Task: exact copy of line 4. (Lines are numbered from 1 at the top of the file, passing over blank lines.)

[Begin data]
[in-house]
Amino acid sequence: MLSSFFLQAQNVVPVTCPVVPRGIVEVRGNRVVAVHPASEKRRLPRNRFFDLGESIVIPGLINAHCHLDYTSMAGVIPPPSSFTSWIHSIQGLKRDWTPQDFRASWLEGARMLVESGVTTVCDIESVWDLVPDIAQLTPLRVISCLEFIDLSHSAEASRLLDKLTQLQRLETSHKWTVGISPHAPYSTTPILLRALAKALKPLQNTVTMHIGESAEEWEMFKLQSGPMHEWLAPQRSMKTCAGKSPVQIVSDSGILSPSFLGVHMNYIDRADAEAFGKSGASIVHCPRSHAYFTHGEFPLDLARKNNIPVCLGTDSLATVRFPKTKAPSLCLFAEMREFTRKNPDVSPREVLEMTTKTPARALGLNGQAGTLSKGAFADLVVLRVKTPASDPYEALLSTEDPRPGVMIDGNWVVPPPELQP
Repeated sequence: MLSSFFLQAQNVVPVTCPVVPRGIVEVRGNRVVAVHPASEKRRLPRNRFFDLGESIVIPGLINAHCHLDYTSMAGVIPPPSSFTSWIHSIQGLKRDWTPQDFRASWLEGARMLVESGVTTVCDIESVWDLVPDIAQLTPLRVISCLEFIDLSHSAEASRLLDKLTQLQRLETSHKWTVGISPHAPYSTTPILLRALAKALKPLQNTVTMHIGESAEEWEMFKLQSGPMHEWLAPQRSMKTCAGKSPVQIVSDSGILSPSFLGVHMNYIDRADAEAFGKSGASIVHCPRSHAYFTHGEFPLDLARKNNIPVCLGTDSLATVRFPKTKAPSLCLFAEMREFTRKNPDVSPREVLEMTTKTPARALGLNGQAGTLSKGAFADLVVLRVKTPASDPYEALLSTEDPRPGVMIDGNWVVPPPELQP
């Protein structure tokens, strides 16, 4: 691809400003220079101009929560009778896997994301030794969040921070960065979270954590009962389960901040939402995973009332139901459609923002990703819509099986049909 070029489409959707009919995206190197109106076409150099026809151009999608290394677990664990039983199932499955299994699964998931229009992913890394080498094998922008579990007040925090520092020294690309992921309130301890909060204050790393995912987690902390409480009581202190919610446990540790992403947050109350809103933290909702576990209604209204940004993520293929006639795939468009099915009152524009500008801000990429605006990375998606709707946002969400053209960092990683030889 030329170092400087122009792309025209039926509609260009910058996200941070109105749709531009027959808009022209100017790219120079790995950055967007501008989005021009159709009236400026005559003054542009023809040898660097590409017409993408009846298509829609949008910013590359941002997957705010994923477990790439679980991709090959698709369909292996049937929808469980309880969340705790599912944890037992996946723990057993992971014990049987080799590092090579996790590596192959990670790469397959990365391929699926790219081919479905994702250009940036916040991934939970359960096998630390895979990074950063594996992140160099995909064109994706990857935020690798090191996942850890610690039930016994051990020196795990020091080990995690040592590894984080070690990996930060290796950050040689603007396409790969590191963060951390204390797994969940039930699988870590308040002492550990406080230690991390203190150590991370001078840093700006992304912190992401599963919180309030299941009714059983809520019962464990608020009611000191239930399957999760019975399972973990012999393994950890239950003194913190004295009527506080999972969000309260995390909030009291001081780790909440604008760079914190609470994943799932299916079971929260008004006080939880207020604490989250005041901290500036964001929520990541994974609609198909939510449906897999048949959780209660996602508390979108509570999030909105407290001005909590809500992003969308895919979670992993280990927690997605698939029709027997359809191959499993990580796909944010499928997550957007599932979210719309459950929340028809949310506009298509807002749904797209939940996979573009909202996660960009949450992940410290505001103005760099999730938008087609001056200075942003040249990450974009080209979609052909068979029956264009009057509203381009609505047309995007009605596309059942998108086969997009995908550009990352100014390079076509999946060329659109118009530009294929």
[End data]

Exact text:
């Protein structure tokens, strides 16, 4: 691809400003220079101009929560009778896997994301030794969040921070960065979270954590009962389960901040939402995973009332139901459609923002990703819509099986049909 070029489409959707009919995206190197109106076409150099026809151009999608290394677990664990039983199932499955299994699964998931229009992913890394080498094998922008579990007040925090520092020294690309992921309130301890909060204050790393995912987690902390409480009581202190919610446990540790992403947050109350809103933290909702576990209604209204940004993520293929006639795939468009099915009152524009500008801000990429605006990375998606709707946002969400053209960092990683030889 030329170092400087122009792309025209039926509609260009910058996200941070109105749709531009027959808009022209100017790219120079790995950055967007501008989005021009159709009236400026005559003054542009023809040898660097590409017409993408009846298509829609949008910013590359941002997957705010994923477990790439679980991709090959698709369909292996049937929808469980309880969340705790599912944890037992996946723990057993992971014990049987080799590092090579996790590596192959990670790469397959990365391929699926790219081919479905994702250009940036916040991934939970359960096998630390895979990074950063594996992140160099995909064109994706990857935020690798090191996942850890610690039930016994051990020196795990020091080990995690040592590894984080070690990996930060290796950050040689603007396409790969590191963060951390204390797994969940039930699988870590308040002492550990406080230690991390203190150590991370001078840093700006992304912190992401599963919180309030299941009714059983809520019962464990608020009611000191239930399957999760019975399972973990012999393994950890239950003194913190004295009527506080999972969000309260995390909030009291001081780790909440604008760079914190609470994943799932299916079971929260008004006080939880207020604490989250005041901290500036964001929520990541994974609609198909939510449906897999048949959780209660996602508390979108509570999030909105407290001005909590809500992003969308895919979670992993280990927690997605698939029709027997359809191959499993990580796909944010499928997550957007599932979210719309459950929340028809949310506009298509807002749904797209939940996979573009909202996660960009949450992940410290505001103005760099999730938008087609001056200075942003040249990450974009080209979609052909068979029956264009009057509203381009609505047309995007009605596309059942998108086969997009995908550009990352100014390079076509999946060329659109118009530009294929």